Here’s What You’ll Find Inside A Real ATM Skimmer Found In Indonesia

What would you do if you were on vacation abroad, and you found a skimmer attached to an ATM? Security consultant Matt South discovered a camera attachment on an ATM in Bali, Indonesia, and decided to bring it back to his hotel to take it apart. He found a plastic enclosure that contained a modified motion-activated spy camera, and four holes that turned out to be a USB port.

This system may have intercepted users’ card information through an additional skimmer on the data cable, or it may have captured card data using an almost undetectable deep insert skimmer inside the card slot. To capture users’ PINs, it used a pinhole camera on what appeared to be the hand guard on the ATM.

Have you ever wondered how skimmers with pinhole cameras work? Here’s some actual footage pulled from the camera, where you can see that the beeping sound when someone taps a button is useful toward deciphering the PIN.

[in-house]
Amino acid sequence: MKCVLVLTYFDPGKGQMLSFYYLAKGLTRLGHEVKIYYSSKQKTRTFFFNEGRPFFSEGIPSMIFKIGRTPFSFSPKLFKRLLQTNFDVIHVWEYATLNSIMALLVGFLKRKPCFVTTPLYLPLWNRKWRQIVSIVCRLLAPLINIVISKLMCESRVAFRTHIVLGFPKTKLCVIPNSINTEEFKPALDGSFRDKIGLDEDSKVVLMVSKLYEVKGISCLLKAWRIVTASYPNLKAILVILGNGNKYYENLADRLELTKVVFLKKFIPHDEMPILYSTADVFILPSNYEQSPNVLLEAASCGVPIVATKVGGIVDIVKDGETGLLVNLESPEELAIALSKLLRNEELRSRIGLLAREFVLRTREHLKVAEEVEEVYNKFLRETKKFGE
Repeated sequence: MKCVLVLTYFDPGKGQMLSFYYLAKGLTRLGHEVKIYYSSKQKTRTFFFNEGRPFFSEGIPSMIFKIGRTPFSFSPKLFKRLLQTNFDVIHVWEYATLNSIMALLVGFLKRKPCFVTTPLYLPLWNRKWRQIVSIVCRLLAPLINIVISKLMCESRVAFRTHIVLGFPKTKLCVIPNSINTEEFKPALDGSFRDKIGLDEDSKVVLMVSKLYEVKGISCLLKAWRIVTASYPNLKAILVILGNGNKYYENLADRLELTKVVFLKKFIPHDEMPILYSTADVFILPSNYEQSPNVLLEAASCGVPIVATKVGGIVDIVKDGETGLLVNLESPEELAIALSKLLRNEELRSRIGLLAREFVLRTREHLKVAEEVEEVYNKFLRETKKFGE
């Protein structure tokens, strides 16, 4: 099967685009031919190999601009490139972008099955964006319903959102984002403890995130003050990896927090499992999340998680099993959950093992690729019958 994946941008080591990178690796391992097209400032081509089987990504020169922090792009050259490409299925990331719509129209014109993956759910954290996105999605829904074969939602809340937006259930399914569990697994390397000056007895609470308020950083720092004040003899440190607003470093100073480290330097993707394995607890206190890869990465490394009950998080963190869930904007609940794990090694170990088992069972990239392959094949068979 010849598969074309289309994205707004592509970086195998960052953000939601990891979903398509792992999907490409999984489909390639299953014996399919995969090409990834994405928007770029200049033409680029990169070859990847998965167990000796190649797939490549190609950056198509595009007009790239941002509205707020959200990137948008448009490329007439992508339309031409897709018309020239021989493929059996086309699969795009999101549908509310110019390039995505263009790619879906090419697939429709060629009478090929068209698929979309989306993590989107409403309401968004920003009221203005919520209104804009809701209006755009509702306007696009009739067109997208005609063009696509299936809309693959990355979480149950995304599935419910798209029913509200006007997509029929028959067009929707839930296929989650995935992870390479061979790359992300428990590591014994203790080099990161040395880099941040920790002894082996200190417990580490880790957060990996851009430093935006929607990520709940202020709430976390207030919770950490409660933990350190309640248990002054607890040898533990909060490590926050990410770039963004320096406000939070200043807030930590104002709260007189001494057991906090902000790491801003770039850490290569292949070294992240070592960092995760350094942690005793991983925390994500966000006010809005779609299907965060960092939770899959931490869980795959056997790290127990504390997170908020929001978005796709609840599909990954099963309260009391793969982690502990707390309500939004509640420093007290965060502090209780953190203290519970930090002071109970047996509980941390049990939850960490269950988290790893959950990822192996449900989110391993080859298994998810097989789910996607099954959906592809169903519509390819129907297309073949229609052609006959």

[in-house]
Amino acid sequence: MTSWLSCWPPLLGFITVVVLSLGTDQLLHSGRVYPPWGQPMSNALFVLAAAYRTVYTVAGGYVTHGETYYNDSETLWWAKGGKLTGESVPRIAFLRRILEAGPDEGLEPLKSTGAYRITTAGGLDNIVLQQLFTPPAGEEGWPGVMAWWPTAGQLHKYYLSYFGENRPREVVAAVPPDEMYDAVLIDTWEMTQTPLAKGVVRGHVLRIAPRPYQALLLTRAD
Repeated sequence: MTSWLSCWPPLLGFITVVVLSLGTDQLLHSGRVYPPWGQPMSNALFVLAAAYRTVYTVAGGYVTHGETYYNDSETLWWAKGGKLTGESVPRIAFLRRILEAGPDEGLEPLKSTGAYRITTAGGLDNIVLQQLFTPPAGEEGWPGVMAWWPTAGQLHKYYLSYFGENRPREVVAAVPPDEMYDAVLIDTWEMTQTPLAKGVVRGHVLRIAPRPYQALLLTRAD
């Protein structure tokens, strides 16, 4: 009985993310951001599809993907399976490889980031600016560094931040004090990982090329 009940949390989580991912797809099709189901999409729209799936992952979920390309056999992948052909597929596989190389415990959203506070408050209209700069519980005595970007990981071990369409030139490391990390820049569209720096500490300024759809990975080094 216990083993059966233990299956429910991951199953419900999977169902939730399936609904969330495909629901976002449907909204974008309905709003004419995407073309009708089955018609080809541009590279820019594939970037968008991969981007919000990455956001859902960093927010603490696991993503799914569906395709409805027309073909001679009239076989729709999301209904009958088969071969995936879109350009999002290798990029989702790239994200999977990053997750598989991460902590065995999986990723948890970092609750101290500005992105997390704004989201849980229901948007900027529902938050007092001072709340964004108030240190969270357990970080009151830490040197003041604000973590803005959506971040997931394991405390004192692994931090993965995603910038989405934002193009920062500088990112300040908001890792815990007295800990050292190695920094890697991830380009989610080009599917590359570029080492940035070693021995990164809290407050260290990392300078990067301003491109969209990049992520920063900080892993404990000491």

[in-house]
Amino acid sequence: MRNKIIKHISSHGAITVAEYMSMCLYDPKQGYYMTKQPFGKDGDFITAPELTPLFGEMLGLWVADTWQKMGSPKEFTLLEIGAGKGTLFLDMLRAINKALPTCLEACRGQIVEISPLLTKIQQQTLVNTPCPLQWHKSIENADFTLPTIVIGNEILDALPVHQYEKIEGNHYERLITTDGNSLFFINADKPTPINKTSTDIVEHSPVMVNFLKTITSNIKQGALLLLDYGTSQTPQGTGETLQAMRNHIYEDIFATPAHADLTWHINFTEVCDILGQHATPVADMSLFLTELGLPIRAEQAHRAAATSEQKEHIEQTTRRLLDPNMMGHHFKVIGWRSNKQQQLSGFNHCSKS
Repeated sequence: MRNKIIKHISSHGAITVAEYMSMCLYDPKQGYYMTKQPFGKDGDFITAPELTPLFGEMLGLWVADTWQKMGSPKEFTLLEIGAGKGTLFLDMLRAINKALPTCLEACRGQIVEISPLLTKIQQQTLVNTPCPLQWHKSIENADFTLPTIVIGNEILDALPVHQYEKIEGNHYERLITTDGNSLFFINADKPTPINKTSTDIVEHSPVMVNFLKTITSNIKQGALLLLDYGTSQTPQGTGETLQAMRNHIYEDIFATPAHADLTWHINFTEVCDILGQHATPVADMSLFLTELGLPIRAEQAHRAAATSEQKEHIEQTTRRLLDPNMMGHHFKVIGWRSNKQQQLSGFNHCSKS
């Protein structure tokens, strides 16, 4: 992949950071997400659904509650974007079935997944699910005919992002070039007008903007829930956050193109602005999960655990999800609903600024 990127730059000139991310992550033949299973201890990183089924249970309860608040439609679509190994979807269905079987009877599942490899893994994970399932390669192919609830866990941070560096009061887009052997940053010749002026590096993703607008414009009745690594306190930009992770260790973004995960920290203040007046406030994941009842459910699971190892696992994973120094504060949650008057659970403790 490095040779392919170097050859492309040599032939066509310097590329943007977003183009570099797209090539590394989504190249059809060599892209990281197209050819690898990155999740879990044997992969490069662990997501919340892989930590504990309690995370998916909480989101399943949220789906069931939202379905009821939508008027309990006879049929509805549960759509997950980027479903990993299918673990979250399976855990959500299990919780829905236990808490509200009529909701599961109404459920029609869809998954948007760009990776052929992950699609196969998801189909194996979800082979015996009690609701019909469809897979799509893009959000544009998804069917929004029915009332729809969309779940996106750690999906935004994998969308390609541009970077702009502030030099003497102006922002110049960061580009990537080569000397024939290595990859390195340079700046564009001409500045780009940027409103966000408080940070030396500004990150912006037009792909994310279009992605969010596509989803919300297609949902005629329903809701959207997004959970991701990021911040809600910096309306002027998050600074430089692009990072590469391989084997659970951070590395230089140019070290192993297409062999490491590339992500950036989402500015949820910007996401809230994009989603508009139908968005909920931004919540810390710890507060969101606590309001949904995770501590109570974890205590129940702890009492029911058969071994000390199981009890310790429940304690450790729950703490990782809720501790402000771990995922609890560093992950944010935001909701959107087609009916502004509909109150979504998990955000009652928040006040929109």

North decided not to entangle himself with the local cops, but he did contact the bank that owned the ATM. He never heard anything back, but not long after his visit learned that police in Bali caught a man from Bulgaria and accused him of installing a similar skimmer on a supermarket ATM.

Check out his site if you’re interested in reverse-engineering scam technology: even if you aren’t a big techie, it’s useful to see what ATM parts are being remade into skimmers. Experts say that a useful way to detect exterior skimmers is to jiggle molded parts of the ATM like the card slot or hand guard to see if they come loose: parts that don’t belong may be attached with double-sided tape or even Velcro.

Can’t Hack a Hacker: Reverse Engineering a Discovered ATM Skimmer [Trust Foundry]
Crooks Go Deep With ‘Deep Insert’ Skimmers [Krebs on Security]